TO CAPITALIZE OR NOT TO CAPITALIZE


Modern writers capitalize less frequently than did earlier writers, and informal writing permits less capitalization than formal writing.

Capitalize the pronoun I and the interjection O.
How long must I wait, O Lord?

Donít capitalize the interjection oh unless it is the first word of a sentence.
Oh
how we enjoyed the party, but oh how we paid for our fun later.

Capitalize proper nouns, their derivatives and abbreviations, and common nouns used as proper nouns.

1. Specific persons, races, nationalities, languages.

Rita Mae Browne Negroid English
Charles Mongoloid French
Sally  Caucasian Spanish

2. Specific places.

Dallas Newfoundland
California Iran
Lake Erie Ohio River

3. Specific organizations, historical events, and documents.

   Daughters of the American Revolution        The French Revolution

4. Days of the week, months, holidays, and holy days.

Thursday November Christmas
Sunday January Labor Day
Friday May Easter
Monday October Hanukkah

5. Religious terms with sacred significance.

the Virgin     Allah    Holy Ghost    Jehovah     the Torah

6. Titles of books, plays, magazines, newspapers, journals, articles, poems. Capitalize the first word and all others except articles, and conjunctions and prepositions of fewer than five letters.

Gone with the Wind 
The Country Wife Pippa Passes
Paradise Lost 
Atlantic Monthly 
War and Peace

7. Titles, when they precede a proper noun. Such titles are an essential part of the name and are regularly capitalized. Titles arenít capitalized when they follow the name.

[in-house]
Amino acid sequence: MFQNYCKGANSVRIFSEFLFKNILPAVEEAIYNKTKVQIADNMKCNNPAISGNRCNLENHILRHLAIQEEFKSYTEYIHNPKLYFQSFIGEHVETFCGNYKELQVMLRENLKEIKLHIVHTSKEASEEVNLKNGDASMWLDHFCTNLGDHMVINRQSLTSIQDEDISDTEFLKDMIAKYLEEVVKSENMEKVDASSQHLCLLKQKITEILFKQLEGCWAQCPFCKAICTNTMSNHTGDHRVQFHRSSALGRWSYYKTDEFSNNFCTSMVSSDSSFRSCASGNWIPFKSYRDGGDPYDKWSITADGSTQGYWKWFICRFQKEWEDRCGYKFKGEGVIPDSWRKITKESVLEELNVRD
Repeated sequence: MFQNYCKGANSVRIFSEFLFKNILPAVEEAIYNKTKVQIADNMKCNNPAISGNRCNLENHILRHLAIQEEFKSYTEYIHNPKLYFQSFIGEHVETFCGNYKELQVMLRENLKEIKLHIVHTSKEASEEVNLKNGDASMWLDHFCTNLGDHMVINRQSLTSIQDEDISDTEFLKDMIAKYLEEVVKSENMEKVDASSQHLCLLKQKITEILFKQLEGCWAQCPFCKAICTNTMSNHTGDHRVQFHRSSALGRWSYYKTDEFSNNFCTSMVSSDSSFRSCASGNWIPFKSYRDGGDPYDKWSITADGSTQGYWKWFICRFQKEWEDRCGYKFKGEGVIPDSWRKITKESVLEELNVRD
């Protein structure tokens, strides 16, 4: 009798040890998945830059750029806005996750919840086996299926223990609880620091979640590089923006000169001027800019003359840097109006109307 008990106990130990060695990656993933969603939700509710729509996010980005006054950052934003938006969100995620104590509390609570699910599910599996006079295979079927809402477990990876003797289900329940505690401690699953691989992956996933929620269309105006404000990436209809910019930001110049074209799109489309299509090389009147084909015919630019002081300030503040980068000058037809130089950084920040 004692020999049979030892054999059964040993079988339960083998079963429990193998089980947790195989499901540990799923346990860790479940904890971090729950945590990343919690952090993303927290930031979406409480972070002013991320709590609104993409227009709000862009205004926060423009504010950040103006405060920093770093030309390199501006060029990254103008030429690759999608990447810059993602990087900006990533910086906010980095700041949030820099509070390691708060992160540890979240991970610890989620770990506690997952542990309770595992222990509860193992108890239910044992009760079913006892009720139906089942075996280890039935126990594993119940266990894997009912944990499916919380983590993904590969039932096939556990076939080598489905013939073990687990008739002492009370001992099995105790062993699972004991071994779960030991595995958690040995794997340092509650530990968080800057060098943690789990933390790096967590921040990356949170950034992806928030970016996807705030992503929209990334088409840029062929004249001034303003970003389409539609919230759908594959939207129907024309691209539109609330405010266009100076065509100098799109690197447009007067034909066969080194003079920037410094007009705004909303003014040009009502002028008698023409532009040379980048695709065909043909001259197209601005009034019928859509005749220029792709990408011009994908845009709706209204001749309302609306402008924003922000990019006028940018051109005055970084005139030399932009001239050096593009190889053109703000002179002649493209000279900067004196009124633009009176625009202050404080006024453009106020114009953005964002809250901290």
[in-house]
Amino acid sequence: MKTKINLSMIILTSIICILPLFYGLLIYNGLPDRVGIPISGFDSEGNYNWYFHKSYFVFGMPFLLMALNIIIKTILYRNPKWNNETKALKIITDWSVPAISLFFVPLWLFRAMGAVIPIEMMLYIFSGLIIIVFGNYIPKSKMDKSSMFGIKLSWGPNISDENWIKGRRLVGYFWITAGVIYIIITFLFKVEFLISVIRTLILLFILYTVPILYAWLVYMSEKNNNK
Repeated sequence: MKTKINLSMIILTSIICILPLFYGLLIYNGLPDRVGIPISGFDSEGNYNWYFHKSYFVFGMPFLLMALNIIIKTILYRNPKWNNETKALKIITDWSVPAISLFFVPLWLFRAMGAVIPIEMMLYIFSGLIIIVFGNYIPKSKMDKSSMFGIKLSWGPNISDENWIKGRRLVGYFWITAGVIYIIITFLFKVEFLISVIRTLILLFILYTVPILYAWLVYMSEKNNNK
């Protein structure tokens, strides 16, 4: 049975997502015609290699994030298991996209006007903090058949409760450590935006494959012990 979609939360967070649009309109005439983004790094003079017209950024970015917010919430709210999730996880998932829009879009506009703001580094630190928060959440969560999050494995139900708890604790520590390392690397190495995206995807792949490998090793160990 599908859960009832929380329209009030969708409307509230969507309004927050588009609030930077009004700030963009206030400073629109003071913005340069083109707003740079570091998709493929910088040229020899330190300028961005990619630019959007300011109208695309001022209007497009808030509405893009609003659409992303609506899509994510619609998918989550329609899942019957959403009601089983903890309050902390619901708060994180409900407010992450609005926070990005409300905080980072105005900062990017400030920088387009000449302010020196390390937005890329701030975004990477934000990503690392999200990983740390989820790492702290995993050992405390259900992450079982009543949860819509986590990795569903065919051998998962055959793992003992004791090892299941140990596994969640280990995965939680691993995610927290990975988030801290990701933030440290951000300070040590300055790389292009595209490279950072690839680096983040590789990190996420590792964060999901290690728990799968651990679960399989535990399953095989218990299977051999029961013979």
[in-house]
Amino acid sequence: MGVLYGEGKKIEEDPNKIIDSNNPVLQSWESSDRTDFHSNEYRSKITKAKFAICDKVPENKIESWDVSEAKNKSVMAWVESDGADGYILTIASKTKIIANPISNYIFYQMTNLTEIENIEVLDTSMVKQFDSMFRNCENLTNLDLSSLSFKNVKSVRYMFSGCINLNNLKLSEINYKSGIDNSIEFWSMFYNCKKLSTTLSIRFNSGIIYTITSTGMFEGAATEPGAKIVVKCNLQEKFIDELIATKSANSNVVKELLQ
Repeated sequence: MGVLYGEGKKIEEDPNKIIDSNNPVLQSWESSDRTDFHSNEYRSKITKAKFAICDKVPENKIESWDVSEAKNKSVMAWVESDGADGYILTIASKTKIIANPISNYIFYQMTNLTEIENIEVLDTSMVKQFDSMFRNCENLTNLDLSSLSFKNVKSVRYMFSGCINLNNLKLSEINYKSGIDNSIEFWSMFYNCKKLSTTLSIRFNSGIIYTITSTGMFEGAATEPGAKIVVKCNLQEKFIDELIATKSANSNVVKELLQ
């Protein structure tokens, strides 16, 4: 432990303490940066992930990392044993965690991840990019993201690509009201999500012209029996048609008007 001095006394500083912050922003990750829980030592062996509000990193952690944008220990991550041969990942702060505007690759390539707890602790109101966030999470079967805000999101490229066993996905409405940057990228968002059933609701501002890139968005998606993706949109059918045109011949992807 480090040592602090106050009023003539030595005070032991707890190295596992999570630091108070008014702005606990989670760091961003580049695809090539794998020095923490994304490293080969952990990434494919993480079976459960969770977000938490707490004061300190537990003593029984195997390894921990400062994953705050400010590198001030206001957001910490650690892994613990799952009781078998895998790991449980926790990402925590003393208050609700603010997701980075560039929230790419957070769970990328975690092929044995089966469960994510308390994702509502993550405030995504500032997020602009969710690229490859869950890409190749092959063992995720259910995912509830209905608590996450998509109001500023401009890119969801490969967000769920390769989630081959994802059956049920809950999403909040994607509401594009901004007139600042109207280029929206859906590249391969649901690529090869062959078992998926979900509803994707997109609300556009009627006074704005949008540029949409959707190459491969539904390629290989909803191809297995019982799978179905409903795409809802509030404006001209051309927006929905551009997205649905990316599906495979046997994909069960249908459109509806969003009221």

Professor Wilson 
Secretary
Dole 
Associate Dean
G.P. Bass
Dr.
Natalie Spence 
Mr.
Rothstein 
Vice Chairman
Rossi

8. Common nouns used as an essential part of a proper noun. These are generic names such as street, river, avenue, lake, county, ocean, college.

Vine Street  
Fifth Avenue  
Pacific Ocean  
Lake Huron

But when the generic term is used in the plural, it isnít usually capitalized.

Vine and Mulberry streets
the Atlantic and Pacific oceans

Avoid unnecessary capitalization.

1. Capitalize north, east, south, west only when they come at the beginning of a sentence or refer to specific geographical locations.

Birds fly south in the winter.
She lives in the western part of the Old South.

2. The names of seasons need not be capitalized.

fall     autumn    winter    midwinter    spring    summer

3. Capitalize nouns indicating family relationships only when they are used as names or titles or in combination with proper names. Do not capitalize mother and father when they are preceded by possessive adjectives.

I telephoned my mother.
I telephoned Mother.

4. Ordinarily, donít capitalize common nouns and adjectives used in place of proper nouns and adjectives.

I went to high school in Cleveland.


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